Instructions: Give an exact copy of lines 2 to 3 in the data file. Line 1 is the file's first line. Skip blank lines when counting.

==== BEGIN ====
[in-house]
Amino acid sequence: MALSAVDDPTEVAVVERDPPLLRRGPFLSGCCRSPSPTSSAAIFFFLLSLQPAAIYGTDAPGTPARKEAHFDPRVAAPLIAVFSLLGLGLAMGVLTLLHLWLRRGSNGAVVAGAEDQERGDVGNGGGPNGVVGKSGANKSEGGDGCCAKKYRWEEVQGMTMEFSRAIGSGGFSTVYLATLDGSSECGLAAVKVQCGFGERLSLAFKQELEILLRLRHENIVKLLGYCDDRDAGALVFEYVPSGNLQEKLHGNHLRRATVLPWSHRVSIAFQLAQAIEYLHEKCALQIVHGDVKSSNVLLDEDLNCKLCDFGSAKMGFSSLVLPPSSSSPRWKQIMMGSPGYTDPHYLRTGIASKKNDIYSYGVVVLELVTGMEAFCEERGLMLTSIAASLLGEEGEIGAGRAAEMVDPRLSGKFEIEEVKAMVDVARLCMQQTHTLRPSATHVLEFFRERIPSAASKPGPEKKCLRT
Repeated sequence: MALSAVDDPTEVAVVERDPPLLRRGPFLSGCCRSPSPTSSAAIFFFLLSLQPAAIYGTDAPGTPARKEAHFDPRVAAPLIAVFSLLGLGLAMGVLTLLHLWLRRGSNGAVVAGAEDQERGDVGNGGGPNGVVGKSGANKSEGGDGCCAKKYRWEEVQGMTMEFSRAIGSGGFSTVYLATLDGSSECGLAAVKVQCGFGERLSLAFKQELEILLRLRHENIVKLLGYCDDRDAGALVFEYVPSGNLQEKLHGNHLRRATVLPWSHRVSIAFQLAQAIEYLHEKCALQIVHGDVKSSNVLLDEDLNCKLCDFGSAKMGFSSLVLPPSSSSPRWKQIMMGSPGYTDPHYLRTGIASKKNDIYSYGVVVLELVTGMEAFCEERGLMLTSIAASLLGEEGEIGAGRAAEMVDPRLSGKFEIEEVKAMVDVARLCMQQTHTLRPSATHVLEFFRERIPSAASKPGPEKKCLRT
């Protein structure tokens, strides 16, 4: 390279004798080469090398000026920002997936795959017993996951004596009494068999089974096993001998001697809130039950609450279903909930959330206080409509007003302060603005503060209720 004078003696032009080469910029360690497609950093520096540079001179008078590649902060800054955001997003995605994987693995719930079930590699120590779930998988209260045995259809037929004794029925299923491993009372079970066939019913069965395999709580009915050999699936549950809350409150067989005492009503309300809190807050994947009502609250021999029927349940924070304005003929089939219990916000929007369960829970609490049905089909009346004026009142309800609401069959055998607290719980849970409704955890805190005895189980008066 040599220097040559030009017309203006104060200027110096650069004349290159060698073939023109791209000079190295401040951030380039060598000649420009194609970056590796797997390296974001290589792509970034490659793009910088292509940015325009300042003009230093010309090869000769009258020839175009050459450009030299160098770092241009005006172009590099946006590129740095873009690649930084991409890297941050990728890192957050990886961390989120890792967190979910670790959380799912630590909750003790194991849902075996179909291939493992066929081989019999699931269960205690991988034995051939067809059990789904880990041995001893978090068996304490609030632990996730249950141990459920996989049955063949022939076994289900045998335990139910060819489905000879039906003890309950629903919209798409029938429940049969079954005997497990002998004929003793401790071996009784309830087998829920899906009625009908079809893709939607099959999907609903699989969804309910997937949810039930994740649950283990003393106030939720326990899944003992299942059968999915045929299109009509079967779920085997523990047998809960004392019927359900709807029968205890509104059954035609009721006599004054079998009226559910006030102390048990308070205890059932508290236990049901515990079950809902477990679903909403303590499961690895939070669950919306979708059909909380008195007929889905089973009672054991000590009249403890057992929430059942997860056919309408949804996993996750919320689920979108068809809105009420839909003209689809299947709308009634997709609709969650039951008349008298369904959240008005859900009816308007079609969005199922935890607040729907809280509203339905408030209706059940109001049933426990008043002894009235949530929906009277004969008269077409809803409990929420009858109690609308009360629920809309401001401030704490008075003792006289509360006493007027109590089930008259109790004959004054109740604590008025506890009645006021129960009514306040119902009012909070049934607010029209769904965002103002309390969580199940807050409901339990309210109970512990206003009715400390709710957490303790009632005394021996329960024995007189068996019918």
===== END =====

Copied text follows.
Amino acid sequence: MALSAVDDPTEVAVVERDPPLLRRGPFLSGCCRSPSPTSSAAIFFFLLSLQPAAIYGTDAPGTPARKEAHFDPRVAAPLIAVFSLLGLGLAMGVLTLLHLWLRRGSNGAVVAGAEDQERGDVGNGGGPNGVVGKSGANKSEGGDGCCAKKYRWEEVQGMTMEFSRAIGSGGFSTVYLATLDGSSECGLAAVKVQCGFGERLSLAFKQELEILLRLRHENIVKLLGYCDDRDAGALVFEYVPSGNLQEKLHGNHLRRATVLPWSHRVSIAFQLAQAIEYLHEKCALQIVHGDVKSSNVLLDEDLNCKLCDFGSAKMGFSSLVLPPSSSSPRWKQIMMGSPGYTDPHYLRTGIASKKNDIYSYGVVVLELVTGMEAFCEERGLMLTSIAASLLGEEGEIGAGRAAEMVDPRLSGKFEIEEVKAMVDVARLCMQQTHTLRPSATHVLEFFRERIPSAASKPGPEKKCLRT
Repeated sequence: MALSAVDDPTEVAVVERDPPLLRRGPFLSGCCRSPSPTSSAAIFFFLLSLQPAAIYGTDAPGTPARKEAHFDPRVAAPLIAVFSLLGLGLAMGVLTLLHLWLRRGSNGAVVAGAEDQERGDVGNGGGPNGVVGKSGANKSEGGDGCCAKKYRWEEVQGMTMEFSRAIGSGGFSTVYLATLDGSSECGLAAVKVQCGFGERLSLAFKQELEILLRLRHENIVKLLGYCDDRDAGALVFEYVPSGNLQEKLHGNHLRRATVLPWSHRVSIAFQLAQAIEYLHEKCALQIVHGDVKSSNVLLDEDLNCKLCDFGSAKMGFSSLVLPPSSSSPRWKQIMMGSPGYTDPHYLRTGIASKKNDIYSYGVVVLELVTGMEAFCEERGLMLTSIAASLLGEEGEIGAGRAAEMVDPRLSGKFEIEEVKAMVDVARLCMQQTHTLRPSATHVLEFFRERIPSAASKPGPEKKCLRT